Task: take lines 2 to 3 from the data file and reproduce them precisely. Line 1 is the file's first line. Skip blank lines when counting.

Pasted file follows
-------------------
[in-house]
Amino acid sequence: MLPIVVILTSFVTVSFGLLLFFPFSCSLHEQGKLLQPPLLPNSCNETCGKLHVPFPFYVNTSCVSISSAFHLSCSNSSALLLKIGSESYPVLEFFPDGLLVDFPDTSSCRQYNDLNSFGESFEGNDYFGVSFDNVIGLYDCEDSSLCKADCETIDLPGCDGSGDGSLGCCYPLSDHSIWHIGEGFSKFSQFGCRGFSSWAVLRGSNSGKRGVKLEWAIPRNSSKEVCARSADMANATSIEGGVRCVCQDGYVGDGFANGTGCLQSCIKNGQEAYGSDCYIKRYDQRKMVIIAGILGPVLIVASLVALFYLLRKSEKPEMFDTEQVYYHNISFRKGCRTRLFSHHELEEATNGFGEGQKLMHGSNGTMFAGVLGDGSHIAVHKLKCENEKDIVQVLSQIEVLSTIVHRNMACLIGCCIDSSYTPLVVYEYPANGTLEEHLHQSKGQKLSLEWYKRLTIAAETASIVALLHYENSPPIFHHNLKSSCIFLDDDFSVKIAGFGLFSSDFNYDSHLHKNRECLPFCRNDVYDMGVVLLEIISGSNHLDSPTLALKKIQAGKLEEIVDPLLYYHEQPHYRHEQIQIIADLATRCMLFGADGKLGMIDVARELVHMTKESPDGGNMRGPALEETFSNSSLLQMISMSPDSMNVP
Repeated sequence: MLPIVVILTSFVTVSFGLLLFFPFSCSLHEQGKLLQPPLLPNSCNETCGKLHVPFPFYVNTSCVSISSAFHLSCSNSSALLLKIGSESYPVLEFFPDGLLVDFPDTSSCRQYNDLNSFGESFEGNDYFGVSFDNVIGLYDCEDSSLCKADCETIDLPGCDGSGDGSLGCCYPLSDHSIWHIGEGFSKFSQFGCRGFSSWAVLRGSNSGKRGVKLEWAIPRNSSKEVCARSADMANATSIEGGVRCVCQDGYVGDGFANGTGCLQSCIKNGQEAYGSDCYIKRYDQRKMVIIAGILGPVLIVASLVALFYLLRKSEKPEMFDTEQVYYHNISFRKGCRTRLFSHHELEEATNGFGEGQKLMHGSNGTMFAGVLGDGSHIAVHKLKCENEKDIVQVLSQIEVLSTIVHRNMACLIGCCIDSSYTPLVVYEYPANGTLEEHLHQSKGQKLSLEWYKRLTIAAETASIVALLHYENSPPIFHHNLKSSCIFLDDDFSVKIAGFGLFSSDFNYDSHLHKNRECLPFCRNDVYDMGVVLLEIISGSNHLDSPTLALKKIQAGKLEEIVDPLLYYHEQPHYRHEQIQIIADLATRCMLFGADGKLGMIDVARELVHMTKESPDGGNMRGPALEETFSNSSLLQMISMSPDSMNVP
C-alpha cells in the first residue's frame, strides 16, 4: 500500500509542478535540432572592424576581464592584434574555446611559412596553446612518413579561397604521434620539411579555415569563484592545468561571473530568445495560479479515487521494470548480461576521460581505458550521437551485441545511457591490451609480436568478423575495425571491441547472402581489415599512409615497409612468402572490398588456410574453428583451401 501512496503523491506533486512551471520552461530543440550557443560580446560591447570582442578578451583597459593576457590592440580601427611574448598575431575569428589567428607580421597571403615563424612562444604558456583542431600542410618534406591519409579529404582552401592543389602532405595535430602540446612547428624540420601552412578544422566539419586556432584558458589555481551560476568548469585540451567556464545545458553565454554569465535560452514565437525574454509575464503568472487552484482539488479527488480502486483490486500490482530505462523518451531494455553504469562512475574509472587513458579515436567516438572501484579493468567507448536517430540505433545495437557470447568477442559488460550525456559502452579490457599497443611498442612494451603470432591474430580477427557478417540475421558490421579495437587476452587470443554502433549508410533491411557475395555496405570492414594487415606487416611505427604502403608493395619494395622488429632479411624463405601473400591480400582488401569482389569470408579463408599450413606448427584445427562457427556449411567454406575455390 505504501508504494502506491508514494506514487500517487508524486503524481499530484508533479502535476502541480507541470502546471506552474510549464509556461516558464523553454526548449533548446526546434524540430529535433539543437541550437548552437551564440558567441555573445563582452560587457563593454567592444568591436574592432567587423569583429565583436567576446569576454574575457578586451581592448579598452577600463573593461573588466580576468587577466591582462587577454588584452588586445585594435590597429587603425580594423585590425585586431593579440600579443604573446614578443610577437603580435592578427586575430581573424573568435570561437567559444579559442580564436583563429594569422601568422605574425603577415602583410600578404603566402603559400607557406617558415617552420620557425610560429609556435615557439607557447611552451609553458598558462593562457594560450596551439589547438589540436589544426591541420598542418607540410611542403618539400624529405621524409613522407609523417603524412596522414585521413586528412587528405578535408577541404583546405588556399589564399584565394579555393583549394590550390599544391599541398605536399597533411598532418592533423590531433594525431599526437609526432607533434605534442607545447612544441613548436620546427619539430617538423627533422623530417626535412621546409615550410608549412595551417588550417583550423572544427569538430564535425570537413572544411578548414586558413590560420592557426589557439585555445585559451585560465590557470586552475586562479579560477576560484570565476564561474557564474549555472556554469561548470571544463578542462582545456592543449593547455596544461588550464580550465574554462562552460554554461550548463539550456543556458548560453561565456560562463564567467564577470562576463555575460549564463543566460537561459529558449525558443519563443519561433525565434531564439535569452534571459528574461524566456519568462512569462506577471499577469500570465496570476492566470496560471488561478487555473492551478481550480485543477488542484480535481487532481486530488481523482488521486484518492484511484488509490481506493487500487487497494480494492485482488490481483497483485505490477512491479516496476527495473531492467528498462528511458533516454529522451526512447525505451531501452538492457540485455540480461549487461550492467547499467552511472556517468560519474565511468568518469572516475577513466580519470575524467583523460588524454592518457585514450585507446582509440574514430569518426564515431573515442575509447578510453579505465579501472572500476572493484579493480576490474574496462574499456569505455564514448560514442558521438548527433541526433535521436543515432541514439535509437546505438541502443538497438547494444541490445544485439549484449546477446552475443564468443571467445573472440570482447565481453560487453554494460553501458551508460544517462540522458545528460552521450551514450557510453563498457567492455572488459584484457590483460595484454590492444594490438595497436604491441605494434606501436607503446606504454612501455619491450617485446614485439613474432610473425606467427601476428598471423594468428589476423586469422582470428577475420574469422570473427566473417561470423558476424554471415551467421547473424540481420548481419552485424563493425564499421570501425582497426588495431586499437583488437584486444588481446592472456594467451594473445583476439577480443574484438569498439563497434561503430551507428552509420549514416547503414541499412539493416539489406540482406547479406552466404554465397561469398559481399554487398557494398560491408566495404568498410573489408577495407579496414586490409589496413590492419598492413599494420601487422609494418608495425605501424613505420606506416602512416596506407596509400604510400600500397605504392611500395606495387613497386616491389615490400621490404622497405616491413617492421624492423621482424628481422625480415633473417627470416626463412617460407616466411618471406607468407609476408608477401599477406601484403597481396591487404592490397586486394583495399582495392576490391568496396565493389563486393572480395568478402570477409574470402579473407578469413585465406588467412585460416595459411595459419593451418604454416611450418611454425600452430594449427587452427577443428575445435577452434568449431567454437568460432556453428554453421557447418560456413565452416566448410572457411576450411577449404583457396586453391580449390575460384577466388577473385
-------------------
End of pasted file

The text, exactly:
Amino acid sequence: MLPIVVILTSFVTVSFGLLLFFPFSCSLHEQGKLLQPPLLPNSCNETCGKLHVPFPFYVNTSCVSISSAFHLSCSNSSALLLKIGSESYPVLEFFPDGLLVDFPDTSSCRQYNDLNSFGESFEGNDYFGVSFDNVIGLYDCEDSSLCKADCETIDLPGCDGSGDGSLGCCYPLSDHSIWHIGEGFSKFSQFGCRGFSSWAVLRGSNSGKRGVKLEWAIPRNSSKEVCARSADMANATSIEGGVRCVCQDGYVGDGFANGTGCLQSCIKNGQEAYGSDCYIKRYDQRKMVIIAGILGPVLIVASLVALFYLLRKSEKPEMFDTEQVYYHNISFRKGCRTRLFSHHELEEATNGFGEGQKLMHGSNGTMFAGVLGDGSHIAVHKLKCENEKDIVQVLSQIEVLSTIVHRNMACLIGCCIDSSYTPLVVYEYPANGTLEEHLHQSKGQKLSLEWYKRLTIAAETASIVALLHYENSPPIFHHNLKSSCIFLDDDFSVKIAGFGLFSSDFNYDSHLHKNRECLPFCRNDVYDMGVVLLEIISGSNHLDSPTLALKKIQAGKLEEIVDPLLYYHEQPHYRHEQIQIIADLATRCMLFGADGKLGMIDVARELVHMTKESPDGGNMRGPALEETFSNSSLLQMISMSPDSMNVP
Repeated sequence: MLPIVVILTSFVTVSFGLLLFFPFSCSLHEQGKLLQPPLLPNSCNETCGKLHVPFPFYVNTSCVSISSAFHLSCSNSSALLLKIGSESYPVLEFFPDGLLVDFPDTSSCRQYNDLNSFGESFEGNDYFGVSFDNVIGLYDCEDSSLCKADCETIDLPGCDGSGDGSLGCCYPLSDHSIWHIGEGFSKFSQFGCRGFSSWAVLRGSNSGKRGVKLEWAIPRNSSKEVCARSADMANATSIEGGVRCVCQDGYVGDGFANGTGCLQSCIKNGQEAYGSDCYIKRYDQRKMVIIAGILGPVLIVASLVALFYLLRKSEKPEMFDTEQVYYHNISFRKGCRTRLFSHHELEEATNGFGEGQKLMHGSNGTMFAGVLGDGSHIAVHKLKCENEKDIVQVLSQIEVLSTIVHRNMACLIGCCIDSSYTPLVVYEYPANGTLEEHLHQSKGQKLSLEWYKRLTIAAETASIVALLHYENSPPIFHHNLKSSCIFLDDDFSVKIAGFGLFSSDFNYDSHLHKNRECLPFCRNDVYDMGVVLLEIISGSNHLDSPTLALKKIQAGKLEEIVDPLLYYHEQPHYRHEQIQIIADLATRCMLFGADGKLGMIDVARELVHMTKESPDGGNMRGPALEETFSNSSLLQMISMSPDSMNVP